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Parliament summons Jeanine Áñez to clarify corruption scandal

By Lucas Leiroz | May 29, 2020

The coup d’état carried out in Bolivia was the starting point for a major wave of social, political and economic setbacks in the country. Bolivia is the poorest country in South America, with very high poverty rates, however, during the years of Evo Morales, the country’s growth was enormous, reaching the point of being the South American country with the greatest economic growth. The seizure of power by the coup d’état represented the return of the worst growth rates, in addition to a huge escalation of violence against indigenous populations – extremely respected previously by Evo Morales – and gigantic corruption scandals.

Bolivia’s interim president, Jeanine Añez, recently proved the nature behind the new government by being indicted in a lawsuit. Añez and the Minister of Foreign Affairs, Karen Longaric, were the first people summoned to provide information for a current investigation. The charge against both is of involvement in corruption networks during the purchase of ventilators and other medical supplies to – supposedly – fight the pandemic.

The corruption scandal in Bolivia started a few weeks ago, when health professionals reported that the Spanish ventilators acquired by the Bolivian State were of low quality and unfit for hospital use with the purpose of facing a pandemic. According to official sources, the Bolivian government has spent more than $27,000 on each device (about 170 devices), while domestic producers (Bolivians) charge about $1,000.

“This investigation will summon Jeanine Áñez, Longaric and other officials involved in this purchase that has become theft of the pockets of the entire Bolivian people,” lawmaker Édgar Montaño told reporters. According to the parliamentarian, Áñez must acknowledge that she knew all the details of the agreement, which she herself had ordered, while Longaric must explain why no action was taken after the Bolivian consul in Barcelona sent a report with the details of the contract. It is also worth remembering that, on Wednesday (May 20), Bolivia’s Minister of Health, Marcelo Navajas, was arrested and dismissed from office on suspicion of involvement in the corruption scandal.

As investigations progress, the situation becomes increasingly serious for Bolivian domestic politics, as major corruption schemes and illicit deals are discovered, revealed, and meticulously used as political weapons in party disputes within the country. Some people and groups that support the legitimate Bolivian president, Evo Morales, are innocently celebrating the performance of the Bolivian Parliament “against the coup”, but, in fact, there is no reason to celebrate so far.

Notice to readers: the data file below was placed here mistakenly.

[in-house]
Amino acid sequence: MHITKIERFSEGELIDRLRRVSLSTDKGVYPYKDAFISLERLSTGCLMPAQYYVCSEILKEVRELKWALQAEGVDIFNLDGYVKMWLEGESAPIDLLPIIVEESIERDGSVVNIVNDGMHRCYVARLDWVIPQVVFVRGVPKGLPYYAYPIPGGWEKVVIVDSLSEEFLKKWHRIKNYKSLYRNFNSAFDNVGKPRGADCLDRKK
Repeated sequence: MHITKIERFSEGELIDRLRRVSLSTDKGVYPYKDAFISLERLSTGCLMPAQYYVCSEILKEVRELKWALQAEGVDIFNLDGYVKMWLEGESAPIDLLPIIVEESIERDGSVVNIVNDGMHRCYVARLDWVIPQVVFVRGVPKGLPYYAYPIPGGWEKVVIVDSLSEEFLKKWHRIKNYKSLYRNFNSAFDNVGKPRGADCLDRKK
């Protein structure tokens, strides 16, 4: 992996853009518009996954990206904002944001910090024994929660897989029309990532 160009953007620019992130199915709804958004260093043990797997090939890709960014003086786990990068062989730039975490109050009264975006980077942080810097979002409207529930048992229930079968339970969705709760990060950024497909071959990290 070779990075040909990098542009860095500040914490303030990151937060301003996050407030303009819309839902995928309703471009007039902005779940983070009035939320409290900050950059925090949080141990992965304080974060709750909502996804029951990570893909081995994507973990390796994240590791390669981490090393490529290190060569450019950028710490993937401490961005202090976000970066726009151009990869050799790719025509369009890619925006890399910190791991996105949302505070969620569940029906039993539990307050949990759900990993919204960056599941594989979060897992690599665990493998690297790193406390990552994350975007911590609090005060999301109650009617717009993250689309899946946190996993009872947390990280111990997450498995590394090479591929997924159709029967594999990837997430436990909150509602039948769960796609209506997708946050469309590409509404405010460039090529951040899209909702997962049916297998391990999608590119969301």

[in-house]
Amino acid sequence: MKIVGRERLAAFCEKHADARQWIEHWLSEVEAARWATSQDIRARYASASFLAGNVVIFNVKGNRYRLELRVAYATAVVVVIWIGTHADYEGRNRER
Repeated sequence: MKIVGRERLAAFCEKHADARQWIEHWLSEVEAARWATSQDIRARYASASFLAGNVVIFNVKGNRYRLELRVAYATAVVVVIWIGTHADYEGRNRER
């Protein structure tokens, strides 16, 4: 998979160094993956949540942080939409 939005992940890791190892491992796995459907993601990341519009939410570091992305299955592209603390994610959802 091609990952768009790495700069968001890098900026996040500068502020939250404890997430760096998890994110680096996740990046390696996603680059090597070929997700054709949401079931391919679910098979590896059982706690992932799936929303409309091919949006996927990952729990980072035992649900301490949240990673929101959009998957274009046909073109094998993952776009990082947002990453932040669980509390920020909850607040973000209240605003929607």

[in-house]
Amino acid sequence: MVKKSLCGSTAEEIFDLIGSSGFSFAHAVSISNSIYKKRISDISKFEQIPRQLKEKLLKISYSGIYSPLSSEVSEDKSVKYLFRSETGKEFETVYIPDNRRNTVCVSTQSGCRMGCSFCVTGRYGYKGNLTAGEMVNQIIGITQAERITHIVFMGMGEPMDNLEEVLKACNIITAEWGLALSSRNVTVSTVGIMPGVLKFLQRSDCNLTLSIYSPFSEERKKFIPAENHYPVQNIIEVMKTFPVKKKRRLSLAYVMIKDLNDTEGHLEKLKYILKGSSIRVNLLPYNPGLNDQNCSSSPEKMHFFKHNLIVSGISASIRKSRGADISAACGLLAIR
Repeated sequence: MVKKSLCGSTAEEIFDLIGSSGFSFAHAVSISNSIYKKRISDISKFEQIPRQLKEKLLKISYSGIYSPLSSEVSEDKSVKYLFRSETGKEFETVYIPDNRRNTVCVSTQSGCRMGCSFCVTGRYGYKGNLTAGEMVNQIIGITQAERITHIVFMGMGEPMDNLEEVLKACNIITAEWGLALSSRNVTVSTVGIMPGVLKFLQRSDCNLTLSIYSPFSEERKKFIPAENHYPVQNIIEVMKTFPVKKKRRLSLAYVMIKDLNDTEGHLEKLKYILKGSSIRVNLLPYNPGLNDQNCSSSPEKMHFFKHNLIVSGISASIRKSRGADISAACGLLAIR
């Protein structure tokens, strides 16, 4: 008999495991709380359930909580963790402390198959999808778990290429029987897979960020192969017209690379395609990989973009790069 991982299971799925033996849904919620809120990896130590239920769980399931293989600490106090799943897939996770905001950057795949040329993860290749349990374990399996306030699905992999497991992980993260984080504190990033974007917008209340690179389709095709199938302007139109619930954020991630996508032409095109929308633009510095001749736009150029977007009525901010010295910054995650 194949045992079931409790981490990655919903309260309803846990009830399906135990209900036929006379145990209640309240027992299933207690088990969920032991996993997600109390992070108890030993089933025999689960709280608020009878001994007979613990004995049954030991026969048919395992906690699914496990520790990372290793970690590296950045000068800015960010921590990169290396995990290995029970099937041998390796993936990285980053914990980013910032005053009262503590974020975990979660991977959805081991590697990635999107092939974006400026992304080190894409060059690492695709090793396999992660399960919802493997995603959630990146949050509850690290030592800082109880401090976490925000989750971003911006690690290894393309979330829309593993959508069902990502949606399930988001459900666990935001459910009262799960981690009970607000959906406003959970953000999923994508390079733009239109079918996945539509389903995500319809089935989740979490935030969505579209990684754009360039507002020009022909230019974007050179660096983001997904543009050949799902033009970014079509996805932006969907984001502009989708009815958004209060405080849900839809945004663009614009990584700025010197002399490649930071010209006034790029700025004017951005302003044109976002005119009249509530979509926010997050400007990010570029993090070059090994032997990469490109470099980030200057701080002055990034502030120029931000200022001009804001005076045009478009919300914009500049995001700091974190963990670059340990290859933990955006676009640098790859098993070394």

If, on the one hand, there is something positive in the fact that the illicit activities of the coup government are being exposed, on the other, the central objective of the coup is being accomplished: the intention of the groups that financed and supported the overthrow of Morales was never to put Jeanine Añez (or any other politician) in power, but to completely destabilize the Bolivian State, creating a scenario of absolute political chaos, with total institutional bankruptcy, thus facilitating the transformation of Bolivia into a land of foreign interference.

In fact, we can predict that from now on it is likely that the next presidents of Bolivia, be they left or right (terms absolutely outdated and geopolitically irrelevant), will fall in succession, without completing their mandates and the country’s command will remain, thus, vulnerable and without a central guardian of law and order. Within the chaotic scenario, the irregular action of external agents and foreign meddling in Bolivia will be simpler and, in addition to structural problems such as poverty and hunger, Bolivians would have to deal with a situation of total subordination to foreign powers – which it did not exist in the time of Morales, when the country tried to chart a sovereign and independent way, besides achieving diverse progress in many social indices.

What now happens in Bolivia can also be seen when we analyze several previous experiences. Countries victimized by the so-called “colorful revolutions” – hybrid wars disguised under the mask of democratic revolutions – tend to be characterized after the outcome of such “revolutions” by the establishment of true “zombie states”, which consist of nothing more than innocuous institutions and without any strength to deal with the real problems of their countries.

With the presidential election situation still uncertain in the midst of the pandemic – the Executive Branch and the Judiciary made different decisions and, amid institutional chaos, nothing is yet fully defined – the future of the Bolivian government is really unknown, but the scenario is very pessimistic, with few expectations of overcoming the crisis. The tendency is for Jeanine to fall and, after her, the next president will also not fulfill his mandate completely. In contemporary hybrid warfare, attacks are continuous and “colorful revolutions” tend to be permanent.

Lucas Leiroz is a research fellow in international law at the Federal University of Rio de Janeiro.

May 29, 2020 - Posted by | Corruption | ,

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